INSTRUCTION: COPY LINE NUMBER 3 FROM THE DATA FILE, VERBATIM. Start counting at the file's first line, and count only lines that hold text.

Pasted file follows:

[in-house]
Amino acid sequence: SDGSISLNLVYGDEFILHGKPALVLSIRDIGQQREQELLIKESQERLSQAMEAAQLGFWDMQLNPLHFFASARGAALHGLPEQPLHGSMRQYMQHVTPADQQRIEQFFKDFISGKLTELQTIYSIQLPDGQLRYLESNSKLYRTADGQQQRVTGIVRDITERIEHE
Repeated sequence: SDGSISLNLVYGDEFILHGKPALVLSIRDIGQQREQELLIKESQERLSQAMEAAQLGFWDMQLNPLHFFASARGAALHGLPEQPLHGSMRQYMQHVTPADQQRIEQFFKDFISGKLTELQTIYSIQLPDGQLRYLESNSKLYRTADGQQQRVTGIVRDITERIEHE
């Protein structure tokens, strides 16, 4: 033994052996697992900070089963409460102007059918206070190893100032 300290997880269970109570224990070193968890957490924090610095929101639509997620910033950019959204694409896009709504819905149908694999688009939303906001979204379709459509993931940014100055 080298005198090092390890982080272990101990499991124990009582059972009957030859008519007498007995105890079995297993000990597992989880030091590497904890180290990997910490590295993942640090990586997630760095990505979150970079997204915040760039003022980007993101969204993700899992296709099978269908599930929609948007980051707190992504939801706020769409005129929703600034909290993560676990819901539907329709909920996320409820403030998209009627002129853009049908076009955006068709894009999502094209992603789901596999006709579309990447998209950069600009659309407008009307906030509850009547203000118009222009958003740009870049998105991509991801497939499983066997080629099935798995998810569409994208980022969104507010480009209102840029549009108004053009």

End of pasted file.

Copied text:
Repeated sequence: SDGSISLNLVYGDEFILHGKPALVLSIRDIGQQREQELLIKESQERLSQAMEAAQLGFWDMQLNPLHFFASARGAALHGLPEQPLHGSMRQYMQHVTPADQQRIEQFFKDFISGKLTELQTIYSIQLPDGQLRYLESNSKLYRTADGQQQRVTGIVRDITERIEHE